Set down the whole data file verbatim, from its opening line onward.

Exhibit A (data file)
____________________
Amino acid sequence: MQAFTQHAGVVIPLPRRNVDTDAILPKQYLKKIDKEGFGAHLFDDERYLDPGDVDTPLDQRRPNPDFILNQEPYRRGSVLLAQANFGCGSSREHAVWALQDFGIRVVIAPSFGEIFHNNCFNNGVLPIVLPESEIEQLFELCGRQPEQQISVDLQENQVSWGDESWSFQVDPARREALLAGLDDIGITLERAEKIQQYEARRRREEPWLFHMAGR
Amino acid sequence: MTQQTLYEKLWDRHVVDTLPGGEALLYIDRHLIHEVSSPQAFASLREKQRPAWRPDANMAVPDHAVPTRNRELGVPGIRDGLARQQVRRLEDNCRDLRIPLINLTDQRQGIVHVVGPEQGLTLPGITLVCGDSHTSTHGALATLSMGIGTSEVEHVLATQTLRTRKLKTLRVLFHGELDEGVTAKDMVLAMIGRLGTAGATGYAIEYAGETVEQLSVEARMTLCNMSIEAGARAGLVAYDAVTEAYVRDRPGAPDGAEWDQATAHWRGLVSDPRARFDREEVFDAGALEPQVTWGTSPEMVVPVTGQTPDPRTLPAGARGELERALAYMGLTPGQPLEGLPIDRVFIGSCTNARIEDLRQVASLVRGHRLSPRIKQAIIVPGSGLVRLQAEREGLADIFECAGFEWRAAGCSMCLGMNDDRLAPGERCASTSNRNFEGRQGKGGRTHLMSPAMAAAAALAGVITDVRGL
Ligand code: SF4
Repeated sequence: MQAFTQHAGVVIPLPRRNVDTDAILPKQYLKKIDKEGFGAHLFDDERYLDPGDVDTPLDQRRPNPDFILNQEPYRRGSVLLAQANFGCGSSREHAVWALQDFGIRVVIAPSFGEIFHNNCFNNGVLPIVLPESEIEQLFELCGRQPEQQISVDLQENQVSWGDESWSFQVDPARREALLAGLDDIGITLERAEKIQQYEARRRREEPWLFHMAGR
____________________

Amino acid sequence: MQAFTQHAGVVIPLPRRNVDTDAILPKQYLKKIDKEGFGAHLFDDERYLDPGDVDTPLDQRRPNPDFILNQEPYRRGSVLLAQANFGCGSSREHAVWALQDFGIRVVIAPSFGEIFHNNCFNNGVLPIVLPESEIEQLFELCGRQPEQQISVDLQENQVSWGDESWSFQVDPARREALLAGLDDIGITLERAEKIQQYEARRRREEPWLFHMAGR
Amino acid sequence: MTQQTLYEKLWDRHVVDTLPGGEALLYIDRHLIHEVSSPQAFASLREKQRPAWRPDANMAVPDHAVPTRNRELGVPGIRDGLARQQVRRLEDNCRDLRIPLINLTDQRQGIVHVVGPEQGLTLPGITLVCGDSHTSTHGALATLSMGIGTSEVEHVLATQTLRTRKLKTLRVLFHGELDEGVTAKDMVLAMIGRLGTAGATGYAIEYAGETVEQLSVEARMTLCNMSIEAGARAGLVAYDAVTEAYVRDRPGAPDGAEWDQATAHWRGLVSDPRARFDREEVFDAGALEPQVTWGTSPEMVVPVTGQTPDPRTLPAGARGELERALAYMGLTPGQPLEGLPIDRVFIGSCTNARIEDLRQVASLVRGHRLSPRIKQAIIVPGSGLVRLQAEREGLADIFECAGFEWRAAGCSMCLGMNDDRLAPGERCASTSNRNFEGRQGKGGRTHLMSPAMAAAAALAGVITDVRGL
Ligand code: SF4
Repeated sequence: MQAFTQHAGVVIPLPRRNVDTDAILPKQYLKKIDKEGFGAHLFDDERYLDPGDVDTPLDQRRPNPDFILNQEPYRRGSVLLAQANFGCGSSREHAVWALQDFGIRVVIAPSFGEIFHNNCFNNGVLPIVLPESEIEQLFELCGRQPEQQISVDLQENQVSWGDESWSFQVDPARREALLAGLDDIGITLERAEKIQQYEARRRREEPWLFHMAGR